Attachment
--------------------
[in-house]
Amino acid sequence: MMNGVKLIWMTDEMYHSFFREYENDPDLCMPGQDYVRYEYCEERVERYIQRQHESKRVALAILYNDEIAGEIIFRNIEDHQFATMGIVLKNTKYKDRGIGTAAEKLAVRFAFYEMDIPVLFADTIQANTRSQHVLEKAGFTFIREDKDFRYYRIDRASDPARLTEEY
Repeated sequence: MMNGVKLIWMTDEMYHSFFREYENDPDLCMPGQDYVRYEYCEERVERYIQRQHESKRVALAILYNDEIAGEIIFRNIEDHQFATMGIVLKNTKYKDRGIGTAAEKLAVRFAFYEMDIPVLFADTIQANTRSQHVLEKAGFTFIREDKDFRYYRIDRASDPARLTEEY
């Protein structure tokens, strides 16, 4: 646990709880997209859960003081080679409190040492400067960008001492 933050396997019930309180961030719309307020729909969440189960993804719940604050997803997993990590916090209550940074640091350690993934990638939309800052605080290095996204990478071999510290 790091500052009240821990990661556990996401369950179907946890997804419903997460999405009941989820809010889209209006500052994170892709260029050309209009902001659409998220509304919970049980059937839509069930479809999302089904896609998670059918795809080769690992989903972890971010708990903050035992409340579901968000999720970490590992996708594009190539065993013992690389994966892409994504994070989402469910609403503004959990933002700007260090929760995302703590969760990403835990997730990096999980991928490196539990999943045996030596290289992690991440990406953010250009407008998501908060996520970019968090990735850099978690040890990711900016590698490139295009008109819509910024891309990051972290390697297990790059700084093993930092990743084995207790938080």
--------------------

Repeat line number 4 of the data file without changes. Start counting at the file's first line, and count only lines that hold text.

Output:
């Protein structure tokens, strides 16, 4: 646990709880997209859960003081080679409190040492400067960008001492 933050396997019930309180961030719309307020729909969440189960993804719940604050997803997993990590916090209550940074640091350690993934990638939309800052605080290095996204990478071999510290 790091500052009240821990990661556990996401369950179907946890997804419903997460999405009941989820809010889209209006500052994170892709260029050309209009902001659409998220509304919970049980059937839509069930479809999302089904896609998670059918795809080769690992989903972890971010708990903050035992409340579901968000999720970490590992996708594009190539065993013992690389994966892409994504994070989402469910609403503004959990933002700007260090929760995302703590969760990403835990997730990096999980991928490196539990999943045996030596290289992690991440990406953010250009407008998501908060996520970019968090990735850099978690040890990711900016590698490139295009008109819509910024891309990051972290390697297990790059700084093993930092990743084995207790938080």